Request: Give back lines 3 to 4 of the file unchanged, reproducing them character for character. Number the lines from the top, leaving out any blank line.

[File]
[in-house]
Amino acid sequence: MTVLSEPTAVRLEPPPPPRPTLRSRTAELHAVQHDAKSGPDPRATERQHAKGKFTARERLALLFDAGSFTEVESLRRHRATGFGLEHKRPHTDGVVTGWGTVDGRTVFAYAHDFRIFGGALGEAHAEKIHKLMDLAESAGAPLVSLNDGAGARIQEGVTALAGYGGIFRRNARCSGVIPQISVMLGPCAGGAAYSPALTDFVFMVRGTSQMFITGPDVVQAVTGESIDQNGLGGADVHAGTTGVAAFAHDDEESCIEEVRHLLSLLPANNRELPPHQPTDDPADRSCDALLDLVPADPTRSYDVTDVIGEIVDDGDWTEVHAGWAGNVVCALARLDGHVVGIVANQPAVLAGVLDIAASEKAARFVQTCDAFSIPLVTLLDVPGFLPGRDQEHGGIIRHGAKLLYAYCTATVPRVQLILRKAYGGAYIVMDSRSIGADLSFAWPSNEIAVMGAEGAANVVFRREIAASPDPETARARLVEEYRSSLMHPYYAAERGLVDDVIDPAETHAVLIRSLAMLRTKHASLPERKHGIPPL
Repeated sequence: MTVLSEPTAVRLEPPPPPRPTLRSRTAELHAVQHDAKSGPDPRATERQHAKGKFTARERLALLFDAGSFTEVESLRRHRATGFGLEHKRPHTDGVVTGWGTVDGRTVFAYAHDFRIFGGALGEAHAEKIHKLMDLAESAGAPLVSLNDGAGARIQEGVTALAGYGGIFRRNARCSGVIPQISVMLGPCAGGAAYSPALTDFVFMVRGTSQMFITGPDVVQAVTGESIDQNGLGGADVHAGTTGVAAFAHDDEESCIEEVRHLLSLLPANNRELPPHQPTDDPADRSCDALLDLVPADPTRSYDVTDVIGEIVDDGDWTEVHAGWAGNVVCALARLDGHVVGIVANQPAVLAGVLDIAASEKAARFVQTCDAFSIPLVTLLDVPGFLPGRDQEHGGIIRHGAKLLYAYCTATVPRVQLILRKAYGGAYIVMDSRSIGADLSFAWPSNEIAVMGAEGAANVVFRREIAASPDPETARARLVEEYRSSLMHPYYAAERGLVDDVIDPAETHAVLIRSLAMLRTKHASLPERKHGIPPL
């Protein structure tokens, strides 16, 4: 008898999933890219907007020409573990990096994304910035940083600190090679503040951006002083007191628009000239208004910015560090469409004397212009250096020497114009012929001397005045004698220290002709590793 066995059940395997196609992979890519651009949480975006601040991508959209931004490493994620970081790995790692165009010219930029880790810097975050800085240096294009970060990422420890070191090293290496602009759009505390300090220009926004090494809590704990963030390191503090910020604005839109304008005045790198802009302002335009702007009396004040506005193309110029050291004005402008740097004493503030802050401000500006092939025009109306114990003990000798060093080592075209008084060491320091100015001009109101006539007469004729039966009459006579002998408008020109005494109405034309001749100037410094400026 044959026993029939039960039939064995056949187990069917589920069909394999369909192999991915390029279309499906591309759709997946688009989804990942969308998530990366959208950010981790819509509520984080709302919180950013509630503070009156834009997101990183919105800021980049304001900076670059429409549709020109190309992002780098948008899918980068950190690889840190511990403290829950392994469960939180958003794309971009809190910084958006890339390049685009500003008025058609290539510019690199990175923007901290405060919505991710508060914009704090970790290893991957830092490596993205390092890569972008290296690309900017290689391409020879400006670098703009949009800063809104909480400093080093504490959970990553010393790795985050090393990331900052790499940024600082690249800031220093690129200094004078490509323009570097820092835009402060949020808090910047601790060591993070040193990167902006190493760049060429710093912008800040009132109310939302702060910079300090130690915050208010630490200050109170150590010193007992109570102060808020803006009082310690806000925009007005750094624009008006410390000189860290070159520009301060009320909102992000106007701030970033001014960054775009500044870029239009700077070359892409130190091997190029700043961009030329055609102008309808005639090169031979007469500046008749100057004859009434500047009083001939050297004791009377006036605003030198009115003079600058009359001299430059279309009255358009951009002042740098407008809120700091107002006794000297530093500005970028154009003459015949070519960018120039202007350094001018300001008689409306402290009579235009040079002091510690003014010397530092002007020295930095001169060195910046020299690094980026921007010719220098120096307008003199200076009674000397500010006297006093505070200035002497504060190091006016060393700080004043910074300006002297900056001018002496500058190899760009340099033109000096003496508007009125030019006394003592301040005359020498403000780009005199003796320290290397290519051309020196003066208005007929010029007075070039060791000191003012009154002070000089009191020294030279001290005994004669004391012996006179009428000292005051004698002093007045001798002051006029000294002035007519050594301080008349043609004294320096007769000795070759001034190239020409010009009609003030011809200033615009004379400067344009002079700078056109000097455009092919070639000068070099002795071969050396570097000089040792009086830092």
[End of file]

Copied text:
Repeated sequence: MTVLSEPTAVRLEPPPPPRPTLRSRTAELHAVQHDAKSGPDPRATERQHAKGKFTARERLALLFDAGSFTEVESLRRHRATGFGLEHKRPHTDGVVTGWGTVDGRTVFAYAHDFRIFGGALGEAHAEKIHKLMDLAESAGAPLVSLNDGAGARIQEGVTALAGYGGIFRRNARCSGVIPQISVMLGPCAGGAAYSPALTDFVFMVRGTSQMFITGPDVVQAVTGESIDQNGLGGADVHAGTTGVAAFAHDDEESCIEEVRHLLSLLPANNRELPPHQPTDDPADRSCDALLDLVPADPTRSYDVTDVIGEIVDDGDWTEVHAGWAGNVVCALARLDGHVVGIVANQPAVLAGVLDIAASEKAARFVQTCDAFSIPLVTLLDVPGFLPGRDQEHGGIIRHGAKLLYAYCTATVPRVQLILRKAYGGAYIVMDSRSIGADLSFAWPSNEIAVMGAEGAANVVFRREIAASPDPETARARLVEEYRSSLMHPYYAAERGLVDDVIDPAETHAVLIRSLAMLRTKHASLPERKHGIPPL
């Protein structure tokens, strides 16, 4: 008898999933890219907007020409573990990096994304910035940083600190090679503040951006002083007191628009000239208004910015560090469409004397212009250096020497114009012929001397005045004698220290002709590793 066995059940395997196609992979890519651009949480975006601040991508959209931004490493994620970081790995790692165009010219930029880790810097975050800085240096294009970060990422420890070191090293290496602009759009505390300090220009926004090494809590704990963030390191503090910020604005839109304008005045790198802009302002335009702007009396004040506005193309110029050291004005402008740097004493503030802050401000500006092939025009109306114990003990000798060093080592075209008084060491320091100015001009109101006539007469004729039966009459006579002998408008020109005494109405034309001749100037410094400026 044959026993029939039960039939064995056949187990069917589920069909394999369909192999991915390029279309499906591309759709997946688009989804990942969308998530990366959208950010981790819509509520984080709302919180950013509630503070009156834009997101990183919105800021980049304001900076670059429409549709020109190309992002780098948008899918980068950190690889840190511990403290829950392994469960939180958003794309971009809190910084958006890339390049685009500003008025058609290539510019690199990175923007901290405060919505991710508060914009704090970790290893991957830092490596993205390092890569972008290296690309900017290689391409020879400006670098703009949009800063809104909480400093080093504490959970990553010393790795985050090393990331900052790499940024600082690249800031220093690129200094004078490509323009570097820092835009402060949020808090910047601790060591993070040193990167902006190493760049060429710093912008800040009132109310939302702060910079300090130690915050208010630490200050109170150590010193007992109570102060808020803006009082310690806000925009007005750094624009008006410390000189860290070159520009301060009320909102992000106007701030970033001014960054775009500044870029239009700077070359892409130190091997190029700043961009030329055609102008309808005639090169031979007469500046008749100057004859009434500047009083001939050297004791009377006036605003030198009115003079600058009359001299430059279309009255358009951009002042740098407008809120700091107002006794000297530093500005970028154009003459015949070519960018120039202007350094001018300001008689409306402290009579235009040079002091510690003014010397530092002007020295930095001169060195910046020299690094980026921007010719220098120096307008003199200076009674000397500010006297006093505070200035002497504060190091006016060393700080004043910074300006002297900056001018002496500058190899760009340099033109000096003496508007009125030019006394003592301040005359020498403000780009005199003796320290290397290519051309020196003066208005007929010029007075070039060791000191003012009154002070000089009191020294030279001290005994004669004391012996006179009428000292005051004698002093007045001798002051006029000294002035007519050594301080008349043609004294320096007769000795070759001034190239020409010009009609003030011809200033615009004379400067344009002079700078056109000097455009092919070639000068070099002795071969050396570097000089040792009086830092």